Boal takes investment reins at Miles Capital
One of the best compliments Greg Boal ever received as an executive came while he was conducting a performance review.
“That individual said, ‘I have accomplished more than I thought I was actually capable of,’” recalled Boal, former CEO of Aviva Investors North America. “That’s about as good a compliment as you can get.”
Boal, 51, was hired as president and chief investment officer of Miles Capital Inc. in mid-September. Those who have worked closely with him say he has a talent for leveraging people’s strengths to the benefit of the organizations and the people he leads.
Now, step back and give him some room, because he and founder David Miles are bent on accelerating the West Des Moines-based firm to a new level of performance as an institutional asset manager.
Miles had owned and led the firm, originally known as Investors Management Group Ltd., for seven years before selling it in 1998 to AMCORE Financial Inc., an Illinois investment management firm that West Bancorporation Inc. bought five years ago. West Bancorporation, the parent company of West Bank in West Des Moines, merged AMCORE with another firm it bought, VMF Capital, to form WB Capital Management Inc.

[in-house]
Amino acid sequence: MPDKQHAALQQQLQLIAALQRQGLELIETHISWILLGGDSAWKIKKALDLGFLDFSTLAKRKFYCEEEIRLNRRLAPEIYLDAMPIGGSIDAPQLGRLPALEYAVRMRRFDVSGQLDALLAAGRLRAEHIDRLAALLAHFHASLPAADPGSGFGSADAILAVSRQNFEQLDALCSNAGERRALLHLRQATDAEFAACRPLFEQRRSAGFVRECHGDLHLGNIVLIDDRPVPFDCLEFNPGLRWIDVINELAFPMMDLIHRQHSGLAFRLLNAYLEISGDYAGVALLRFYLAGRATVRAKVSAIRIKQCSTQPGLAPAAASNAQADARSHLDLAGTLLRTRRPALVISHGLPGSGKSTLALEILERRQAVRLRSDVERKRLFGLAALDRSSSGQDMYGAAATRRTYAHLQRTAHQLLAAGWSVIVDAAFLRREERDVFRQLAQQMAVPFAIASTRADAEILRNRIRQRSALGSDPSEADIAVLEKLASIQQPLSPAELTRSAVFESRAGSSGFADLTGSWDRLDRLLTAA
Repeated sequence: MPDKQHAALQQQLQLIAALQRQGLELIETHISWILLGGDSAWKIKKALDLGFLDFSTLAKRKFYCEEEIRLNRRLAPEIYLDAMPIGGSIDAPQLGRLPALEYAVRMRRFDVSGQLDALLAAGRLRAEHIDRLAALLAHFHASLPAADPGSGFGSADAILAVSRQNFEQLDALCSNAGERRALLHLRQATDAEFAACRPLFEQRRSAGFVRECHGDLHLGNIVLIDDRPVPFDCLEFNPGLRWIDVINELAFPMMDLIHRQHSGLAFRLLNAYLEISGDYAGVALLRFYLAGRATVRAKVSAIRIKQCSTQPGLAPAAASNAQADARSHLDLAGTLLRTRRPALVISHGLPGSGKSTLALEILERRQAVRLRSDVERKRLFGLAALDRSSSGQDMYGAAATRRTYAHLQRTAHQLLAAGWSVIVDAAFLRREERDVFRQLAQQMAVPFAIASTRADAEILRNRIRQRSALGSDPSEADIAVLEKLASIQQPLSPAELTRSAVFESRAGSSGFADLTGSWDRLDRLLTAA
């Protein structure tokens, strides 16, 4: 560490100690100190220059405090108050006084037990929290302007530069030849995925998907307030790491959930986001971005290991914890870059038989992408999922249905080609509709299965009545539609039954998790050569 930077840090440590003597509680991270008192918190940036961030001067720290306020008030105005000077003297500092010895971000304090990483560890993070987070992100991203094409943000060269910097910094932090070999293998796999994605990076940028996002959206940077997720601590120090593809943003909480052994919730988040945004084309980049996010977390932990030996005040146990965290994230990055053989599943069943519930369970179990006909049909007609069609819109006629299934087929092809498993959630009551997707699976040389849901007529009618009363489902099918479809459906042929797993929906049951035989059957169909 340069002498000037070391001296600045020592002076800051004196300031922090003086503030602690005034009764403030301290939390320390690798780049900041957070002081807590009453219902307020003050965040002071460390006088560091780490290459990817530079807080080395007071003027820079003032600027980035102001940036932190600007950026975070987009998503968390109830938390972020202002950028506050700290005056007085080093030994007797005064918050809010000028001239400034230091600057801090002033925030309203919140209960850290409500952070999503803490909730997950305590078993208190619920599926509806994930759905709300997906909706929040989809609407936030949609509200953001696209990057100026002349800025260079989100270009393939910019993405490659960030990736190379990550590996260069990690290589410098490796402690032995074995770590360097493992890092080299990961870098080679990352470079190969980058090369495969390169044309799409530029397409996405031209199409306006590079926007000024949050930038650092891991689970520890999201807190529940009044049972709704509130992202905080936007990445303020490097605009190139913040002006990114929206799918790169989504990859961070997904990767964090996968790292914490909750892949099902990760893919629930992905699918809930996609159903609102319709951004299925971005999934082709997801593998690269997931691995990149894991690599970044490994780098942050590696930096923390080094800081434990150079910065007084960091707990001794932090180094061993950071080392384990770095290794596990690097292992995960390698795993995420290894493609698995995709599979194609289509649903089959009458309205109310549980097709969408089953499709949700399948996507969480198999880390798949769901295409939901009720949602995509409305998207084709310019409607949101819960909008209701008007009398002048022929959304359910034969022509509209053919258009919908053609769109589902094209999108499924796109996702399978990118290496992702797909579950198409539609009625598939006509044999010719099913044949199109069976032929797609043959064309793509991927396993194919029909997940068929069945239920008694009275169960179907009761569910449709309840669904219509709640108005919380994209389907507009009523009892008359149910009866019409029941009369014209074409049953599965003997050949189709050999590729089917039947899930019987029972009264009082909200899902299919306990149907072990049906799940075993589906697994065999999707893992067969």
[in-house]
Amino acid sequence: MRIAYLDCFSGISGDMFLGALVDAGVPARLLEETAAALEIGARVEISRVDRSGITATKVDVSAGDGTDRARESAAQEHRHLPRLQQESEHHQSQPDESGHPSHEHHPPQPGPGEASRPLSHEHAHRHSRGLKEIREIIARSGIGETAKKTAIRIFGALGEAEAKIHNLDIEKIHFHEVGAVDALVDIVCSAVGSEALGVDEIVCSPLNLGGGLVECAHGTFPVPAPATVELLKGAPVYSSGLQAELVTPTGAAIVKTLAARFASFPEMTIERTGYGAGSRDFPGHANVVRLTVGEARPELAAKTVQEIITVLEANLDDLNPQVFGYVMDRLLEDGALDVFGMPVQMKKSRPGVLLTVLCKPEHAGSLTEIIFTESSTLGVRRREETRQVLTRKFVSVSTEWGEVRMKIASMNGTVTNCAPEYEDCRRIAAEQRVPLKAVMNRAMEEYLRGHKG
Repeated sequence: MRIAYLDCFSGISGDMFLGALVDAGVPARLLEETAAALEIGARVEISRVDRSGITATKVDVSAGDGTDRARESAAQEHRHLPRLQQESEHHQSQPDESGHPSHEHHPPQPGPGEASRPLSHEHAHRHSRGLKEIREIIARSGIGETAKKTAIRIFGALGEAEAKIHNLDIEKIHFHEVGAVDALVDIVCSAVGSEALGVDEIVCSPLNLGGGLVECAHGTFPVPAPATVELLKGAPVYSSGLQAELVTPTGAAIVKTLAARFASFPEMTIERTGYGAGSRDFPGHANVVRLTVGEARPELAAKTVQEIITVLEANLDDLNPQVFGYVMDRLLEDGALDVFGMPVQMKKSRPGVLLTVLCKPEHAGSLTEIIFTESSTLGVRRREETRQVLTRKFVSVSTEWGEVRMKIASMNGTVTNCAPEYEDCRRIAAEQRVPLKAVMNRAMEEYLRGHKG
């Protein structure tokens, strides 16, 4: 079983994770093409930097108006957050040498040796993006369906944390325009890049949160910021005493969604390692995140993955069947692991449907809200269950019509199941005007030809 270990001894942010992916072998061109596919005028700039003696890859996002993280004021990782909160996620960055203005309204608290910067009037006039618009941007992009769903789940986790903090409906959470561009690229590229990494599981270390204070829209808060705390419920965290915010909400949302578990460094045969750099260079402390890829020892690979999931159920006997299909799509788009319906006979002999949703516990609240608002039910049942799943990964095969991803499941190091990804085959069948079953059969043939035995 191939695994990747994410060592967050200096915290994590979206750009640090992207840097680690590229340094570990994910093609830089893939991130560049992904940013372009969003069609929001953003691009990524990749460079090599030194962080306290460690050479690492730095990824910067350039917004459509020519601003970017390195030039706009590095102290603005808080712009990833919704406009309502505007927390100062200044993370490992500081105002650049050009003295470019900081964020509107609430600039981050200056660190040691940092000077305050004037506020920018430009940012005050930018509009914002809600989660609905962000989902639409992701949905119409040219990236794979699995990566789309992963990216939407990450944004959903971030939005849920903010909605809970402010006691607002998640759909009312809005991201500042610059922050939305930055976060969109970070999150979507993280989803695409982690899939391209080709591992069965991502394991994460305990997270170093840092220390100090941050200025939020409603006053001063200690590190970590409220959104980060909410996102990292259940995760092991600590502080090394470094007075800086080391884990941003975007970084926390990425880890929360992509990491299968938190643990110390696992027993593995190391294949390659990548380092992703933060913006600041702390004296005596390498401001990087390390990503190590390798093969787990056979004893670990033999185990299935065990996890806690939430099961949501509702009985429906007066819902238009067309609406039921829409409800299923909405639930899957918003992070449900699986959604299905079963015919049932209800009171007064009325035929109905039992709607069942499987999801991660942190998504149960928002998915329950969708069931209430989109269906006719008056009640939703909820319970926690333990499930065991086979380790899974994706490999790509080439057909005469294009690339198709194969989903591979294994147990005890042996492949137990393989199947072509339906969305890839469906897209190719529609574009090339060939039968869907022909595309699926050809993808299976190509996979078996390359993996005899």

Miles completed the purchase of WB Capital in September 2009 and renamed it Miles Capital. Since then, he has added five key executives to the firm’s 25-person staff, the most recent and senior being Boal.
“Doing the very best for our clients, bringing them the best investment strategies that we can, is the most important thing,” Miles said. “The only way to do that is to bring in the best-caliber people that you can and coach them and build a team. … Greg understands both of those things.”
Boal, a Denver native who was raised on a ranch near Sundance, Wyo., is just as comfortable casting a fly line in a trout stream as leading a board meeting. After graduating from the University of Wyoming, he worked his way up to managing director positions at several large investment firms on the East Coast and in Chicago, among them Deutsche Asset Management and ABN AMRO, prior to moving to Iowa.
He initially came to Greater Des Moines in 2003 to lead the investment portfolio team at AmerUs Capital Management, whose parent company, AmerUs Group Co., was acquired by Aviva plc in 2006.
The West Des Moines resident enjoys pheasant hunting and tries to get up to Canada each summer to fish for northern pike with his son. Having grown up on a ranch, Boal didn’t taste his first “store-bought” turkey until he was in college, because he and his brothers were usually lucky enough to bag a wild turkey each Thanksgiving.
Boal and former AmerUs Group President and CEO Tom Godlasky first crossed paths in 1998 when Boal, then director of fixed-income investments with ABN AMRO, hired one of Godlasky’s senior portfolio managers away from AmerUs.
“So Tom always remembered that,” Boal recalled. “Also, when I was with ABN AMRO, one of the key principals of their predecessor firm, Jack Wing, ended up being a director for AmerUs. So when Tom was being groomed out of the asset management position and was looking for a replacement, Jack Wing asked where I was and we had a chance to meet in person, and the rest, as they say, is history. I came out here with my wife and kids and really enjoyed it.”